The Finished Product

 

The finished Victorian-style christening dress for the prospective grandchild, who will be delivered early in June. The original family heirloom christening dress was one of those items lost in the fire which burned my parents’ Southern California retirement home in 2003. It was made of very fine cotton lawn, with yards and yards of elaborate embroidered eyelet lace. I found a pattern here, which closely resembled the original dress and promised Mom that I would try and replicate the dress … and  that was as far as I got until this year. I bought some very fine Pima lawn, and several lots of vintage eyelet lace on eBay, and had a go at pattern-bashing, with the above results. All the seams are encased or flat-filled, and while the long seams were done on a machine, all the rest was hand-sewing, including feather-stitching around the front panel, bodice and hem.  There is a drawstring fastening at waist and around the neckline, as there was on the original dress. When we talked about this on the  last Chicagoboyz zoom meet-up, Ginny said that I should definitely post a picture when I had it done.  So here it is, although I am still waiting on the last lengths of lace to finish the matching petticoat, and baby bonnet. My grandson’s godfather will be standing at the font with a bale of lace and fabric in his arms and a small baby somewhere in the center …

Worthwhile Reading, Viewing, and Listening

Smiling Victorians…a photo essay

A tour of the Atlanta Hartsfield air traffic control tower

Speaking of ATC…a controller at Boston Center and a Delta pilot on her frequency discover that her grandfather was the man who hired him, back in 1981.

The transistor:  a documentary from 1954.

Tonight being Burns Night, here’s a song I like from Robert Burns...musical setting by Ludwig Beethoven, oddly enough.  Some 19th-century musical entrepreneurship was involved in the Burns-Beethoven connection. Lyrics, including modern-English translation, here.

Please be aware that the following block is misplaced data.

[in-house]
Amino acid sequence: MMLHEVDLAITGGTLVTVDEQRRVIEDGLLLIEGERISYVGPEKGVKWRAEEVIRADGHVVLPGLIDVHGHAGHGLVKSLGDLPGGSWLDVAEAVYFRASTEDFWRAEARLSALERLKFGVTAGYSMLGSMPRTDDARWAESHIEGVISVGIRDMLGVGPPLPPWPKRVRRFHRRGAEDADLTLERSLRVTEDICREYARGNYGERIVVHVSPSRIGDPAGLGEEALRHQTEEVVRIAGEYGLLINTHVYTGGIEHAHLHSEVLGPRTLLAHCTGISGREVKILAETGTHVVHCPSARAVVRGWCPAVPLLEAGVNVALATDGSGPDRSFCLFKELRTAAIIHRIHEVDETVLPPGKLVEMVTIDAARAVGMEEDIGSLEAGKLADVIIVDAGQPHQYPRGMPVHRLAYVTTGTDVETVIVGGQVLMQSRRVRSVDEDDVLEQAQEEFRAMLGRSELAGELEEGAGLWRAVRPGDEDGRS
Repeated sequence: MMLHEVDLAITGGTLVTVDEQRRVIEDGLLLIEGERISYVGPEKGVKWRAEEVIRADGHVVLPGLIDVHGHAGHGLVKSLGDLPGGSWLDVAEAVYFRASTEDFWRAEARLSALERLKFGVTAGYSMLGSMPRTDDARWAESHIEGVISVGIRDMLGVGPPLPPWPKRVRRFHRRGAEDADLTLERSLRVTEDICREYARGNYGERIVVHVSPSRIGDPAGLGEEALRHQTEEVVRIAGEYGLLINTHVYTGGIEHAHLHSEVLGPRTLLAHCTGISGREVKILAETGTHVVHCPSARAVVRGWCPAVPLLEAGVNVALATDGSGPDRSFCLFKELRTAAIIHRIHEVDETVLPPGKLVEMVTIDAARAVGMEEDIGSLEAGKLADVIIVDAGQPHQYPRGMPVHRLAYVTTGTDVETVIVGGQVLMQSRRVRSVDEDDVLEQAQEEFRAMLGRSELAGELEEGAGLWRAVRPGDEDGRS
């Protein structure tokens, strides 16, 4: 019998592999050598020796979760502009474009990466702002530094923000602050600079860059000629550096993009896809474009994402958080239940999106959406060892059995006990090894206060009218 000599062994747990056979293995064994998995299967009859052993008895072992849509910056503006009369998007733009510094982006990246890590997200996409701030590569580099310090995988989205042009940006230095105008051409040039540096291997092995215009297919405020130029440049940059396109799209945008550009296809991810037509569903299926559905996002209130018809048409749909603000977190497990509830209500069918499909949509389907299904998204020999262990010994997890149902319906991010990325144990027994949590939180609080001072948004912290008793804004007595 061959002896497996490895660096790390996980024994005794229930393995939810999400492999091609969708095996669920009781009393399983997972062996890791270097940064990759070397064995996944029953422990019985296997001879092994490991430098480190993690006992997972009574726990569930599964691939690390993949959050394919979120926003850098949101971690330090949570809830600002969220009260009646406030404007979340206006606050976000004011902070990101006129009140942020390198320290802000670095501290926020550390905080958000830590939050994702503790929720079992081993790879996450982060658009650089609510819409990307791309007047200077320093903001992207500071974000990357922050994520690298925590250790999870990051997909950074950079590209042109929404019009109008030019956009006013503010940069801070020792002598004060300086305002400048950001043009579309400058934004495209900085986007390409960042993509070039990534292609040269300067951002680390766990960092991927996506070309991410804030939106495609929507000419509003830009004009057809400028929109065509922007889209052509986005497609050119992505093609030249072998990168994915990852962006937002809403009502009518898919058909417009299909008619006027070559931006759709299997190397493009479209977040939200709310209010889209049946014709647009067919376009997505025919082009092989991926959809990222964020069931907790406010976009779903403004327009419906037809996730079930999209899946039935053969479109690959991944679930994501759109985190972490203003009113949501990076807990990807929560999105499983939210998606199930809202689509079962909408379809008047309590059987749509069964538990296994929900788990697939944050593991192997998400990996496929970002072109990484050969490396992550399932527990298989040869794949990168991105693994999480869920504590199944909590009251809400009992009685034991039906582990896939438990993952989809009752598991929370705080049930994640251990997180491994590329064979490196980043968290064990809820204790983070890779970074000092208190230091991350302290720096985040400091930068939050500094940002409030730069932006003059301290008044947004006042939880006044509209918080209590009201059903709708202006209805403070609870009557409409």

Think I’ll pass on the kilt and the haggis, though.

Worthwhile Reading and Viewing

It’s been a while since I posted a link collection, so here are quite a few…

The highest-resolution snowflake photos ever captured.  

The real kind of snowflakes, not the metaphorical kind.

Stella’s best leaf jumps of all time.

A lot of enthusiasm

Spot, the Robot Dog, goes to work on an oil rig.

Bet Spot can’t do what Stella can do.

The recent discussion of port congestion reminded me of this very interesting website, which shows the world’s maritime traffic in real time or very close to same.

And on a more somber note:  November 10 marked the 45th anniversary of the Great Lakes ore carrier Edmund Fitzgerald, an event memorialized in song by Gordon Lightfoot.

Still on the subject of transportation: the implementation of Positive Traffic Control for US railroads, which has been a huge and complex project, is almost complete.

I’m not sure that this mandate really represented the best possible safety-return-on-investment for the money expended.

Turkish trash collectors built a library for abandoned books.

Visiting cards and actual visits, as a Facebook equivalent in 1800s Russia.

Reminds me of a passage in one of Fielding’s novels, in which a woman takes great pleasure in going through the visiting cards of people who called on her, which made me immediately think of like-collecting of Facebook.